2014 was the bloodiest year for Iraqi civilians since the darkest days of the American-insurgent battles—or possibly worse. According to the AFP:
Figures compiled by the Health, Interior and Defense Ministries put the death toll at 15,538, compared with 17,956 killed in 2007 at the height of Sunni-Shiite sectarian violence. The 2014 toll was more than double the 6,522 people killed in 2013. The United Nations put the number of civilians killed in Iraq during 2014 at 12,282. But Iraq Body Count, a project based in Britain that tracks violence in Iraq, gave a higher toll, saying that 17,073 civilians were killed last year.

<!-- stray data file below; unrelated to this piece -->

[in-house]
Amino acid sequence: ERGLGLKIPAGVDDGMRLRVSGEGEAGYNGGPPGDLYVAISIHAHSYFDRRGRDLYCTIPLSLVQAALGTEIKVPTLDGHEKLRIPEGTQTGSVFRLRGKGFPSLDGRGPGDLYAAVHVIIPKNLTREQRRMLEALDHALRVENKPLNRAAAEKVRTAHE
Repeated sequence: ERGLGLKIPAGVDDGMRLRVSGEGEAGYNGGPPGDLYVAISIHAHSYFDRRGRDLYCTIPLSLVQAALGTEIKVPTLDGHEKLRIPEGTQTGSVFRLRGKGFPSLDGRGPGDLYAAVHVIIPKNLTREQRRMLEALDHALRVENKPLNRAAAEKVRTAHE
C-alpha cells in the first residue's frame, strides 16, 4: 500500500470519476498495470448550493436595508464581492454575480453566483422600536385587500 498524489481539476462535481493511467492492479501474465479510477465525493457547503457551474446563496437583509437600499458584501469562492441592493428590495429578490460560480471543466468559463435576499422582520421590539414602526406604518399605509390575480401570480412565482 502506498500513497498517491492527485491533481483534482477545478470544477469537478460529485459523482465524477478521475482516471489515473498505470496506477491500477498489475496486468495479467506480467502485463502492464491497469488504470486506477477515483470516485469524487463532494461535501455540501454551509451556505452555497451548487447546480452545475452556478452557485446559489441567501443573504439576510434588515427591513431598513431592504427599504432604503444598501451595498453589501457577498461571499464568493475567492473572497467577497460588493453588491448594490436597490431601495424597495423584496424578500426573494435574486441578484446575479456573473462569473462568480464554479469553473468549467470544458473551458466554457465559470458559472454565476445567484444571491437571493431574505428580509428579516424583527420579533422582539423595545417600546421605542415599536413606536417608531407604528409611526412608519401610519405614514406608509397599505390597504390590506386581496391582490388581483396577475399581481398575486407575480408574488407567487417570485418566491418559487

2014 also had the highest death toll in the Syrian Civil War to date (and as we pointed out on Saturday, we don’t expect things to improve there in 2015).The last time this many Iraqis were dying, with American troops in that country and an unpopular President in the White House, the media was transfixed; now, for many, it’s out of sight, out of mind. But Iraqis are still dying. The Middle East is a mess right now, and seems intractable. But American presence doesn’t necessarily lead to fewer deaths than American absence, and those who reflexively blame the United States for the consequences of its interventions ought to weigh them against the alternative.